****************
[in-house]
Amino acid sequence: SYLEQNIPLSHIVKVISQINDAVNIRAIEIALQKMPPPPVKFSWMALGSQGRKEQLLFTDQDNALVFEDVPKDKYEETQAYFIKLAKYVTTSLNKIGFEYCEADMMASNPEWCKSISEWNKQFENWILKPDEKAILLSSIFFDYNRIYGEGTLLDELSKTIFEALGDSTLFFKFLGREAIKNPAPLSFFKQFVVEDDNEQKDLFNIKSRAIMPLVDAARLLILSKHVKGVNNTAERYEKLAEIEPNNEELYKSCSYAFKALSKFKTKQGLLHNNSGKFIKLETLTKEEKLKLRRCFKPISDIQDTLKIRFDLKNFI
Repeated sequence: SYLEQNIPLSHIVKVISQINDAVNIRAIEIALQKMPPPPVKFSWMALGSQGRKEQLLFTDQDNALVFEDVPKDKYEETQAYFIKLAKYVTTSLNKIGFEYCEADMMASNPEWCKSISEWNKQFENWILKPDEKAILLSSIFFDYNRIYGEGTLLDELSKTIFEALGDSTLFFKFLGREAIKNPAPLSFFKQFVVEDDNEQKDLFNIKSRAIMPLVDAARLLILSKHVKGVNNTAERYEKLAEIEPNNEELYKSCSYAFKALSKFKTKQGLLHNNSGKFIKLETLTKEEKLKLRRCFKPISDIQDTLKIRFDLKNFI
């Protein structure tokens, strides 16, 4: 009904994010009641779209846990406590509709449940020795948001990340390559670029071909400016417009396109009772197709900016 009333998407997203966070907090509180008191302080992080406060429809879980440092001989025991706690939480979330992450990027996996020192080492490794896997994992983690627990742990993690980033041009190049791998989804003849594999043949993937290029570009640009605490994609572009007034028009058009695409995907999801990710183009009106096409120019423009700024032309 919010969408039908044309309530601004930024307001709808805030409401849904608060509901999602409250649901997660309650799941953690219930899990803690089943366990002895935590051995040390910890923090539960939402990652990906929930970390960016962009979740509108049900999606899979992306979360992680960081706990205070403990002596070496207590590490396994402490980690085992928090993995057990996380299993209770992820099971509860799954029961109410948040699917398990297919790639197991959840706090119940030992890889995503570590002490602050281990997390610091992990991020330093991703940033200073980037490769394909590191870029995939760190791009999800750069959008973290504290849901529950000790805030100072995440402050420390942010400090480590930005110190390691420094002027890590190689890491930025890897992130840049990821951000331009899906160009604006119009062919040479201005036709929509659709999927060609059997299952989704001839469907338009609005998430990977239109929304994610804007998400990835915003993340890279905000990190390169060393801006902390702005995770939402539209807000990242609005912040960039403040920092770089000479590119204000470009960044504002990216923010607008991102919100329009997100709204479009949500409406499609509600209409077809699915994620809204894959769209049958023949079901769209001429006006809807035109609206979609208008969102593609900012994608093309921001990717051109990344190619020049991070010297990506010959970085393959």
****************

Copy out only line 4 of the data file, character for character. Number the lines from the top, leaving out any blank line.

């Protein structure tokens, strides 16, 4: 009904994010009641779209846990406590509709449940020795948001990340390559670029071909400016417009396109009772197709900016 009333998407997203966070907090509180008191302080992080406060429809879980440092001989025991706690939480979330992450990027996996020192080492490794896997994992983690627990742990993690980033041009190049791998989804003849594999043949993937290029570009640009605490994609572009007034028009058009695409995907999801990710183009009106096409120019423009700024032309 919010969408039908044309309530601004930024307001709808805030409401849904608060509901999602409250649901997660309650799941953690219930899990803690089943366990002895935590051995040390910890923090539960939402990652990906929930970390960016962009979740509108049900999606899979992306979360992680960081706990205070403990002596070496207590590490396994402490980690085992928090993995057990996380299993209770992820099971509860799954029961109410948040699917398990297919790639197991959840706090119940030992890889995503570590002490602050281990997390610091992990991020330093991703940033200073980037490769394909590191870029995939760190791009999800750069959008973290504290849901529950000790805030100072995440402050420390942010400090480590930005110190390691420094002027890590190689890491930025890897992130840049990821951000331009899906160009604006119009062919040479201005036709929509659709999927060609059997299952989704001839469907338009609005998430990977239109929304994610804007998400990835915003993340890279905000990190390169060393801006902390702005995770939402539209807000990242609005912040960039403040920092770089000479590119204000470009960044504002990216923010607008991102919100329009997100709204479009949500409406499609509600209409077809699915994620809204894959769209049958023949079901769209001429006006809807035109609206979609208008969102593609900012994608093309921001990717051109990344190619020049991070010297990506010959970085393959």